Probation official warned twice before demotion
Posted September 11, 2009
Raleigh, N.C. — A Wake County probation supervisor who was demoted last year during a shake-up in the state's probation system was warned twice previously about her job performance and conduct, WRAL News has learned.
Cindy Faison recently settled with the state Department of Correction over her challenge to the demotion and was reinstated to the position of chief probation and parole officer and awarded back. She now works in Johnston County.
Eleven managers in the Division of Community Corrections, including Faison, were transferred, demoted or retired last year during a state review of the agency's operations that was prompted by the slayings of two area college students.
Duke University graduate student Abhijit Mahato was shot and killed in his Durham apartment on Jan. 18, 2008, and Eve Carson, the student body president at the University of North Carolina-Chapel Hill, was robbed, shot and dumped on a street near the Chapel Hill campus on March 5, 2008.
Police charged Laurence Alvin Lovette Jr. with murder in both cases, and they charged Demario James Atwater in Carson's slaying. Both were on probation at the time of the shootings, but probation officers didn't follow up on their cases.
Faison supervised the probation officers in charge of Atwater's file. An internal review found that Faison flagged problems with Atwater's supervision several times but that his case was basically untouched for 13 months after March 2006.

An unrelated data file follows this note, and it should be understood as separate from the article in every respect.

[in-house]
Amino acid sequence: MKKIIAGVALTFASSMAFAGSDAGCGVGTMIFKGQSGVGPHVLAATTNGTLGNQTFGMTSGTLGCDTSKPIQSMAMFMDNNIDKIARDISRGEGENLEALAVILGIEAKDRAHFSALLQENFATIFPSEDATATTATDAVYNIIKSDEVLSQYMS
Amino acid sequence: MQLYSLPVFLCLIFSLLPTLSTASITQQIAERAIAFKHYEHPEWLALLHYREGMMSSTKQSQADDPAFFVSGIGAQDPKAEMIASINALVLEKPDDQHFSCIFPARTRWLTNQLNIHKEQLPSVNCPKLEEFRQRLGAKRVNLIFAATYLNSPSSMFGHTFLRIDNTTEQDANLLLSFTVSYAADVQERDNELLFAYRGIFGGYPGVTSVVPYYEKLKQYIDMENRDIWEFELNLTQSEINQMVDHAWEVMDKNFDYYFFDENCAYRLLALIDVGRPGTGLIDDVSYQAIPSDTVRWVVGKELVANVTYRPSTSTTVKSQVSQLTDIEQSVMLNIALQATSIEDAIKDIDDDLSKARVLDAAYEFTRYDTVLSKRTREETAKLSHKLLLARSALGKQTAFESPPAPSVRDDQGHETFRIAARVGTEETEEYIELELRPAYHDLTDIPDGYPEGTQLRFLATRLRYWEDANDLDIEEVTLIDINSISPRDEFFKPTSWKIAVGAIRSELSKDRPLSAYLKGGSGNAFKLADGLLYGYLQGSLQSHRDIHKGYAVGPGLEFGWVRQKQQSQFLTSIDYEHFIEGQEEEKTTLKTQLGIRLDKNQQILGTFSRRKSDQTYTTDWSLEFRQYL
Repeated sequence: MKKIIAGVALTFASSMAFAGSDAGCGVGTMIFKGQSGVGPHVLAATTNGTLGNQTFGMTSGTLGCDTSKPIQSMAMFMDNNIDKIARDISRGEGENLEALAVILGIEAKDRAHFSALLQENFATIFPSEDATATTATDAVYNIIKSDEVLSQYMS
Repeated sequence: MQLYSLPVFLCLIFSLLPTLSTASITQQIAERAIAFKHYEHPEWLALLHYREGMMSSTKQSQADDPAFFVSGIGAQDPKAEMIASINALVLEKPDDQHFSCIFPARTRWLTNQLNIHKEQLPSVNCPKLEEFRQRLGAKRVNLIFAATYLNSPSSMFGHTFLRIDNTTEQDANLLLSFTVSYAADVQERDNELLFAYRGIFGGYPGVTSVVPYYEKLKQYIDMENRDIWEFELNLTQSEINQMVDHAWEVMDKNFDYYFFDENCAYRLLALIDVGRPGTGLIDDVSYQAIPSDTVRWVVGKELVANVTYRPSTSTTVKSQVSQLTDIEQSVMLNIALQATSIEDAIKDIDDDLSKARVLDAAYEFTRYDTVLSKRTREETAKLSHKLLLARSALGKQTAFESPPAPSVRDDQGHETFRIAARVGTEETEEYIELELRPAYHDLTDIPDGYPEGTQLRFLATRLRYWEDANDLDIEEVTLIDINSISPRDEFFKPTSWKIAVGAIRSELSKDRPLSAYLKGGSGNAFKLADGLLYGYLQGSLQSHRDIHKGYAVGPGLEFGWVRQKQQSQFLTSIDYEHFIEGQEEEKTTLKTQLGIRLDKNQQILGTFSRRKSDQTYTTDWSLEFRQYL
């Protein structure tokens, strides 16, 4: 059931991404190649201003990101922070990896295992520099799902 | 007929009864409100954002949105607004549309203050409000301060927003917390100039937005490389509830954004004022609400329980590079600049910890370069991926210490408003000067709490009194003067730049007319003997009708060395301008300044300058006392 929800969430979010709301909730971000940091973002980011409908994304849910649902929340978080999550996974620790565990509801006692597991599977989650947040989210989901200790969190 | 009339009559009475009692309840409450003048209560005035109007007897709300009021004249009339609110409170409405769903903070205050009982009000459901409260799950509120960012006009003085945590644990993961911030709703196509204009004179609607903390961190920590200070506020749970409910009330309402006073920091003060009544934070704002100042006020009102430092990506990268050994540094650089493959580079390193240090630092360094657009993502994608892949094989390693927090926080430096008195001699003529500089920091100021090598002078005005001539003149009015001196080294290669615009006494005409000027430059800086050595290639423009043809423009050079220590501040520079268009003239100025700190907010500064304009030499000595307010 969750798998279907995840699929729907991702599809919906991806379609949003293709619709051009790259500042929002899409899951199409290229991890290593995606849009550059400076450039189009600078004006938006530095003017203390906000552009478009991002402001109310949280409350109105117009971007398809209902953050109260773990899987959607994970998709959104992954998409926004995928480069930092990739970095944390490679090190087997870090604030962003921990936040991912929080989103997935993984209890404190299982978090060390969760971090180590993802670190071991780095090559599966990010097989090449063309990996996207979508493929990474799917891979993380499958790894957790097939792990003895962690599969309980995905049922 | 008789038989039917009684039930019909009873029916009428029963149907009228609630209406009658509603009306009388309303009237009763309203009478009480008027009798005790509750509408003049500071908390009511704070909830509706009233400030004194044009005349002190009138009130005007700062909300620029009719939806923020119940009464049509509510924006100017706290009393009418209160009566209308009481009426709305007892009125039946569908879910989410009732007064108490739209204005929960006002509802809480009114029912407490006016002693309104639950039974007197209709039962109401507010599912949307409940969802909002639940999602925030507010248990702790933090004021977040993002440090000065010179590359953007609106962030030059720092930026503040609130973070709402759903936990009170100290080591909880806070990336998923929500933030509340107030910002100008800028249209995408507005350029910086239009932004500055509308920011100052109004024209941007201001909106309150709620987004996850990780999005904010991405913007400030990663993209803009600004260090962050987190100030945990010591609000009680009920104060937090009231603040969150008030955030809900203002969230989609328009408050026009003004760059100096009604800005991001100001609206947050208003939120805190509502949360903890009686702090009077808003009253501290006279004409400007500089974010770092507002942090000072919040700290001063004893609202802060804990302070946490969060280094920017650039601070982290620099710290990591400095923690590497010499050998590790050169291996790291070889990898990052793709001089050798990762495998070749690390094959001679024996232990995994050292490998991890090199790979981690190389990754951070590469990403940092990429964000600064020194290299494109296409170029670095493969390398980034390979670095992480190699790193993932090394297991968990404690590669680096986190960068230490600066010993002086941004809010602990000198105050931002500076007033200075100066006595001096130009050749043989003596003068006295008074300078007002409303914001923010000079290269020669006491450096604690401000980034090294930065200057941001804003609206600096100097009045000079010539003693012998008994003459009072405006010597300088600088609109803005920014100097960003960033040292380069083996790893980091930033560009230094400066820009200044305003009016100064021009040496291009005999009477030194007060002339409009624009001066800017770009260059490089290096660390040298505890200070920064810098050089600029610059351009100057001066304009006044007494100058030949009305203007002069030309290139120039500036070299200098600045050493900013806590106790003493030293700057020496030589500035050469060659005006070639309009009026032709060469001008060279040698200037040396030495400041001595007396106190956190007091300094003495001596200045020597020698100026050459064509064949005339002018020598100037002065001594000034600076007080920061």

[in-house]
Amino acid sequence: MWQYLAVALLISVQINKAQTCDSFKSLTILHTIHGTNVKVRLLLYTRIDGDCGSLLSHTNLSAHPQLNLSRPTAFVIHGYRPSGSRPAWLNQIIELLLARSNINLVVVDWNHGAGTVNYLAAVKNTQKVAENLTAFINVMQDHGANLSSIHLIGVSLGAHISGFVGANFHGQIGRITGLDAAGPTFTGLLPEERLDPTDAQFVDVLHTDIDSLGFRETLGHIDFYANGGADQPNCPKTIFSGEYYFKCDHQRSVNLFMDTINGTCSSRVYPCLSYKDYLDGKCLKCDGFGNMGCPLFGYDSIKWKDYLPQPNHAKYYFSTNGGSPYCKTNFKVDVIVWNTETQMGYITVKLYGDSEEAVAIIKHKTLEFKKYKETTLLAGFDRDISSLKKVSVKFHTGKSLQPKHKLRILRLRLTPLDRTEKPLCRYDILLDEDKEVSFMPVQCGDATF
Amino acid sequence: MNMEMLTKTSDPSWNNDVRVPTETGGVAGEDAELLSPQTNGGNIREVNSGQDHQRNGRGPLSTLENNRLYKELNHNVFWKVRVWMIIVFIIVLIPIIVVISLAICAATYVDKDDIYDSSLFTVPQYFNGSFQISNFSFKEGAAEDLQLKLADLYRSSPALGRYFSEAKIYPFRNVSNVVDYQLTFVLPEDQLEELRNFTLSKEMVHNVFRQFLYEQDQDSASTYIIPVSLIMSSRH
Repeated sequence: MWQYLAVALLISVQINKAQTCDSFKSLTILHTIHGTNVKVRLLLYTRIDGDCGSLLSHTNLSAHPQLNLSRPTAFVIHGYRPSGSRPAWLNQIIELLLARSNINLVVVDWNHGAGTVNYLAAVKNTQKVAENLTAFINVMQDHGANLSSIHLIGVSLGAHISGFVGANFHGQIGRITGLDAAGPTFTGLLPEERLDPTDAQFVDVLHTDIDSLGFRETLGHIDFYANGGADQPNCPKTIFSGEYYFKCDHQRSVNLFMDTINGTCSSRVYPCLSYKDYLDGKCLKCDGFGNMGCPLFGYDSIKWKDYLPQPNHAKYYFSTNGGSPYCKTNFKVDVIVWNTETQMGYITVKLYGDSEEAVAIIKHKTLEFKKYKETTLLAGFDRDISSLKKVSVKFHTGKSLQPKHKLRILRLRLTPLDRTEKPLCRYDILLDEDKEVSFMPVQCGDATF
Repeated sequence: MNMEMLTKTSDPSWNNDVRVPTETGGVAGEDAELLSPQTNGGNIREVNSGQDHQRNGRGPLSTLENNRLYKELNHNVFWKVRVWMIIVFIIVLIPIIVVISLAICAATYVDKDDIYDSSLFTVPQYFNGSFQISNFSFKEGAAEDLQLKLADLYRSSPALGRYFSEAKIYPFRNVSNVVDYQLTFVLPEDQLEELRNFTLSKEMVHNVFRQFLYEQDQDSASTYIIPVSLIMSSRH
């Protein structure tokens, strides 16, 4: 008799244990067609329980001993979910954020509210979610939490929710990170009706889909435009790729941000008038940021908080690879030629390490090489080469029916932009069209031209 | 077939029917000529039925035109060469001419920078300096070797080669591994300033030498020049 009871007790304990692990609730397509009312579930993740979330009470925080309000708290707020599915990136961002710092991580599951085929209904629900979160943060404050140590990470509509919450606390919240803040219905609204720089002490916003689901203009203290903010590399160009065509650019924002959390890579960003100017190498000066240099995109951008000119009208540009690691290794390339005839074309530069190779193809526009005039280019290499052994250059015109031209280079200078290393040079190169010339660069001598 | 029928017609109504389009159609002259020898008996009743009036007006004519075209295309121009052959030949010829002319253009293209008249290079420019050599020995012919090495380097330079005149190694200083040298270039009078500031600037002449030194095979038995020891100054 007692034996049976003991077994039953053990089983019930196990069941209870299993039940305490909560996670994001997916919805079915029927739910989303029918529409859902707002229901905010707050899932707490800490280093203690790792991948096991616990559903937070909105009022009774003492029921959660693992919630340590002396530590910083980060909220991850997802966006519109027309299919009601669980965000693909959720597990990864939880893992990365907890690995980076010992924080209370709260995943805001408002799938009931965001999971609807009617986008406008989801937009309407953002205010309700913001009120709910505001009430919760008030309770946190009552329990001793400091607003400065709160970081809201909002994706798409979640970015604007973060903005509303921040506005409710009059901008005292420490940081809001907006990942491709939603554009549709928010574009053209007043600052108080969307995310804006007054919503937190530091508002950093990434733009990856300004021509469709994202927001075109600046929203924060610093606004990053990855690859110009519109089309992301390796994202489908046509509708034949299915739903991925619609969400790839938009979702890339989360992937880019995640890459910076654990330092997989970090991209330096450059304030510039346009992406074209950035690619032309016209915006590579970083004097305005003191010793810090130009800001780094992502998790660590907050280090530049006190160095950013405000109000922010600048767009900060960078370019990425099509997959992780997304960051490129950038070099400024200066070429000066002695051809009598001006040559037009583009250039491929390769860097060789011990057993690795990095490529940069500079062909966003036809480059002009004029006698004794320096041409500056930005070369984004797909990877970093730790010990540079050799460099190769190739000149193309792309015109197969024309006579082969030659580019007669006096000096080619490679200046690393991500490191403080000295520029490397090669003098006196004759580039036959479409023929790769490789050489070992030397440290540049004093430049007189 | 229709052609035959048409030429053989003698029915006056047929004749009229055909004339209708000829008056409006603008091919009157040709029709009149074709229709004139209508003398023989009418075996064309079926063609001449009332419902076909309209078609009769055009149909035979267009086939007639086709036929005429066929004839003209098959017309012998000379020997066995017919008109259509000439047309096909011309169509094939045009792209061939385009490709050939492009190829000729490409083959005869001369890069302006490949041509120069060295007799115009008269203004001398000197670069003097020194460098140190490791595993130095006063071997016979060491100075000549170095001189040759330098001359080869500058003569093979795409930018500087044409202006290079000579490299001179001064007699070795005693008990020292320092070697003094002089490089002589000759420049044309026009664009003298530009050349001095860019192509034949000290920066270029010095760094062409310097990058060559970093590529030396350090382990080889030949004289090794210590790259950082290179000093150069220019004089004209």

"The investigation revealed that you did not offer direction and guidance to (the probation officer) as was needed so that effective case management and effective job performance could be achieved," Robert Guy, former director of the Division of Community Corrections, said in a July 31, 2008, letter to Faison. "You should have done case reviews in the month they were due, made certain that all issues involving any cases were resolved by him within the required time frame and ensured that policy was followed in the supervision of offenders."
Guy noted in the letter that Faison received a written warning in April 2007 for poor job performance and a second written warning a month later for unacceptable personal conduct.
Faison told her managers that she thought Atwater's file had been transferred to Durham County, but they noted that she never followed up with Durham probation officials about it, according to Guy's letter.
A second probation supervisor who was recently reinstated after challenging her demotion also was warned about poor job performance, according to an Aug. 1, 2008, letter from Guy.
Cheryl Morris regained her job as a chief probation and parole officer in Durham County following a settlement with the Department of Correction.
Morris fought her demotion because of a 2006 illness that required chemotherapy, contending she was never provided any relief from her workload.
Internal committees in the Department of Correction upheld the decision to demote both women last summer.
Despite assurances of government transparency by Gov. Beverly Perdue and Correction Secretary Alvin Keller, the department won't disclose the reasons behind the reinstatements.